New Zealand

$289 million loss for Air New Zealand

The effects of COVID-19 have been challenging for the New Zealand airline.

In its first post-pandemic full-year result, Air New Zealand has reported an after-tax loss of $289 million. 

Border closures and travel restrictions have decimated the tourism and travel industry globally, and many businesses are struggling with the uncertainties posed by continued lockdowns. For Air New Zealand, COVID-19 has led to significant financial losses. 

The result is an improvement on 2020, when the airline reported its first annual loss in 18 years, totalling $454 million.

Since then, Air New Zealand has relied on support from the New Zealand government, which owns 52 percent of the carrier. In the 2021 financial year, the airline received approximately $450 million in government assistance. This will be repaid after recapitalisation, set to take place in 2022.

Like many other businesses, large and small, in the tourism industry, Air New Zealand has endured revenue collapses. Last year, many aircraft were sent to storage overseas, with some of those aircraft now intended for disposal.

When COVID-19 restrictions began to ease, it seemed that hope was on the horizon for New Zealand’s largest air carrier, with the company’s domestic capacity rebounding to 93 percent of pre-COVID rates in the three months ending in July. 

But renewed lockdowns and travel restrictions in Australia and New Zealand have quashed business recovery efforts once more, with the COVID-19 Delta outbreaks in Sydney, Melbourne, Canberra and Auckland putting a pause on the Australia-New Zealand travel bubble and again limiting tourism opportunities.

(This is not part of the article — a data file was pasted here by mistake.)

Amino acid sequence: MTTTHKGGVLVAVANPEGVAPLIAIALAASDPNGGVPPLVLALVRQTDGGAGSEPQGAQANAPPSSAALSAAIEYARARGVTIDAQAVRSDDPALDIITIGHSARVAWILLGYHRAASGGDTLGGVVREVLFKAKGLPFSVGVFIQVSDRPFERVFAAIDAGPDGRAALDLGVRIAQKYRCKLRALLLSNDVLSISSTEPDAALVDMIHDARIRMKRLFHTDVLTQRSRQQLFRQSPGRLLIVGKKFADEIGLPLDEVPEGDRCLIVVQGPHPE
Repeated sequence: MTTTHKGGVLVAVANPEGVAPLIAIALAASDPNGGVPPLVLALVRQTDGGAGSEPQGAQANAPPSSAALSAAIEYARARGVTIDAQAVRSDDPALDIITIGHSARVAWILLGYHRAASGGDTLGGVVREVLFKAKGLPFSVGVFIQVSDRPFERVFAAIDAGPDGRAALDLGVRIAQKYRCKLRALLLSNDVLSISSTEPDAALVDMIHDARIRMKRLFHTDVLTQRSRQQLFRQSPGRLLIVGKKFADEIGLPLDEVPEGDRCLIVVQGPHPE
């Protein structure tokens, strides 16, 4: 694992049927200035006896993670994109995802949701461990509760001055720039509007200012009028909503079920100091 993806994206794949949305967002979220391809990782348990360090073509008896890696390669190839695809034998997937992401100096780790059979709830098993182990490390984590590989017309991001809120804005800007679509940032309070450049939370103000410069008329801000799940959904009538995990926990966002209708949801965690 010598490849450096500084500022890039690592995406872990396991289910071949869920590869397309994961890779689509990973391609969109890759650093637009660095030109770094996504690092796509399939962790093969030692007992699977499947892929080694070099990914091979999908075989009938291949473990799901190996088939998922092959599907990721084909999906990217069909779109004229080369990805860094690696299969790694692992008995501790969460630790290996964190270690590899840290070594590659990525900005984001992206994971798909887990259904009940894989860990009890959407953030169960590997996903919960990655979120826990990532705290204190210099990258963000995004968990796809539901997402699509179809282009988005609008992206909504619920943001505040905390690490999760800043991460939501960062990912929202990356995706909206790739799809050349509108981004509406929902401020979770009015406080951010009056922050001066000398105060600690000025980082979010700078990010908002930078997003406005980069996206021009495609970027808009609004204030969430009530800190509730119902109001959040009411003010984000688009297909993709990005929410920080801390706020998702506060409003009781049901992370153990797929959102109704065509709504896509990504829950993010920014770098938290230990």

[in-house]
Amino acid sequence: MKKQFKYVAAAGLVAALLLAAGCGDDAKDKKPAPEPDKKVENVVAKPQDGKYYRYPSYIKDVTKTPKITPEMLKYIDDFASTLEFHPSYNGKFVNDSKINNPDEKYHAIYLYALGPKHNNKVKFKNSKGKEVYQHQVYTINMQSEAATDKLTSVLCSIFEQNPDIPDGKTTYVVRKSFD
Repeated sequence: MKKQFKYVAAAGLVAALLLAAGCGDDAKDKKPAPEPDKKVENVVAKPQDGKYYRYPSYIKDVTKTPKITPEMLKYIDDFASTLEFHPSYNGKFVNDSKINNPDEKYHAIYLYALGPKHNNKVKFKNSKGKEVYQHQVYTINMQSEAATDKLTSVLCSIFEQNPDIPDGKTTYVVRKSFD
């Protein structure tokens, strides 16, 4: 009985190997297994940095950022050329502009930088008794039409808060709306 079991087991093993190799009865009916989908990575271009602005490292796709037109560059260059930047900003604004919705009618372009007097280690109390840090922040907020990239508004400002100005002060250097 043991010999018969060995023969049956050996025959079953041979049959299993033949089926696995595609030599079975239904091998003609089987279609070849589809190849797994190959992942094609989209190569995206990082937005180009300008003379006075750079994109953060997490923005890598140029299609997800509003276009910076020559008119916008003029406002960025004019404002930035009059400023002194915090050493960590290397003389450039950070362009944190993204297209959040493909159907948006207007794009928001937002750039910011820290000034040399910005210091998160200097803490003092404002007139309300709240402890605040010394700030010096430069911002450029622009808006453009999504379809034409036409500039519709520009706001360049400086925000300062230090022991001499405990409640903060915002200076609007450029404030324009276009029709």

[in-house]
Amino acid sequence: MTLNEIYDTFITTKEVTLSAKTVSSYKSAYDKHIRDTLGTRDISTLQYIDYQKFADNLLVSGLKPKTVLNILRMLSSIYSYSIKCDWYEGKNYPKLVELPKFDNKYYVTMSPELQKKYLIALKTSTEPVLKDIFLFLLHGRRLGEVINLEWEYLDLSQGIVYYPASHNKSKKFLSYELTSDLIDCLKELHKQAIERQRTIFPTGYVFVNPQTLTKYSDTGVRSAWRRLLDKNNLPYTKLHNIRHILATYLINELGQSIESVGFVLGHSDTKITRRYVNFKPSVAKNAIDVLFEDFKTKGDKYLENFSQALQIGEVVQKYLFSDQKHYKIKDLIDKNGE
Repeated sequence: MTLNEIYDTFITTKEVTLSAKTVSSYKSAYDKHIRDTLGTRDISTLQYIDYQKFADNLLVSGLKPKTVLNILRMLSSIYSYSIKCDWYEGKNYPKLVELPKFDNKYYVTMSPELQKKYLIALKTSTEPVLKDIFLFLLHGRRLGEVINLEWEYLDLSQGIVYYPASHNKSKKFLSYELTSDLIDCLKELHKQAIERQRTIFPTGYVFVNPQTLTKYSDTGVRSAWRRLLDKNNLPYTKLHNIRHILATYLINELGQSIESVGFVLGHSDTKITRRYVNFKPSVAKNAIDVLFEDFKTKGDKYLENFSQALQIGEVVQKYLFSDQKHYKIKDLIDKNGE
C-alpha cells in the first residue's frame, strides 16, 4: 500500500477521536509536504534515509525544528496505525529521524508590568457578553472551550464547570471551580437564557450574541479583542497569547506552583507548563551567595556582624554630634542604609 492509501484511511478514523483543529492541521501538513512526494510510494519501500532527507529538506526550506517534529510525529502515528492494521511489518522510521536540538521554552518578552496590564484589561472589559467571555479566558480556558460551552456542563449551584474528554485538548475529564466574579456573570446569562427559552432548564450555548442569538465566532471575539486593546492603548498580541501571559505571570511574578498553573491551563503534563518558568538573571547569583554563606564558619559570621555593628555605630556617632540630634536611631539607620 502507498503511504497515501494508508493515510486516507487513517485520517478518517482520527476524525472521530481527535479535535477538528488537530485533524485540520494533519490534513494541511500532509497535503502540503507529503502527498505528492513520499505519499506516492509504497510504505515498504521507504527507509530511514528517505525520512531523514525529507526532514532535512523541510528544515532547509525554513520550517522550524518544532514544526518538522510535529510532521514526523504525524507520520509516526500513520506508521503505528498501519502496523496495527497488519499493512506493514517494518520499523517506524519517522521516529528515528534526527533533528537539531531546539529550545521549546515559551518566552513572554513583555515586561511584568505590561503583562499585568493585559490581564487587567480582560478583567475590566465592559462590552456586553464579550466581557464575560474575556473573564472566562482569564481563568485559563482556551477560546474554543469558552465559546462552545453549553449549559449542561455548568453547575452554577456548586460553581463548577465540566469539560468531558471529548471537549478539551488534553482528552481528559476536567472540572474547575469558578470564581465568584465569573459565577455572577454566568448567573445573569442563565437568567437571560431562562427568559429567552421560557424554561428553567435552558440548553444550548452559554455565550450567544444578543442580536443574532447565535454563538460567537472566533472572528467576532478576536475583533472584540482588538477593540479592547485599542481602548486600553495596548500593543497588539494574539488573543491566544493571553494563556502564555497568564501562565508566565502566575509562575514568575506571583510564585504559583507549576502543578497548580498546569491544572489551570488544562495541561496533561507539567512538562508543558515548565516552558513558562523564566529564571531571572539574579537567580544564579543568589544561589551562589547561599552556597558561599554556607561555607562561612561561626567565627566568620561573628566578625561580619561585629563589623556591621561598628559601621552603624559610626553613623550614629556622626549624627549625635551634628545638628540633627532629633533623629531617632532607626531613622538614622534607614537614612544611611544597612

According to the company’s chief executive, Greg Foran, a return of international travel could still be a while away. Air New Zealand, Mr Foran said, would instead need to focus on domestic opportunities, serving the  local market with additional flight times and new price differentiation models. 

While Air New Zealand’s 2021 financial result was disappointing, Mr Foran said that it wasn’t a surprise, the result aligning with projections despite a heavier emphasis on cargo, not domestic travel, than expected.

“We ended up where we expected, but we got there through different methods,’ said Mr Foran.

The airline is now operating a skeleton crew on its domestic network, avoiding areas affected by the latest New Zealand lockdowns and enduring the temporary pause of the trans-Tasman travel bubble.

Of over 4,000 stood-down staff in 2020, Air New Zealand has now welcome 700 back to work and hopes to endure continued lockdowns well ahead of an eventual return to normal operations. 

“We’ll just see what transpires,” Mr Foran said, who has also faced personal financial losses, reducing his own salary by $250,000 as part of Air New Zealand’s COVID-19 response. 

It is hoped that increasing vaccination rates will limit the need for future restrictions and provide opportunities for safe travel, domestically for now and internationally in the future. These will path the way for Air New Zealand and other carriers to recover.  

Other articles: 

Air New Zealand deal to ease Queensland’s border pain

New Zealand COVID-19 cases hit hard for Cook Islands businesses

Shannon Jade

Shannon Jade is an author, editor, marketer, and journalist. Her work has appeared in many online and print publications both in Australia and internationally. Stay up to date with Shannon's writing by subscribing to Accom News.

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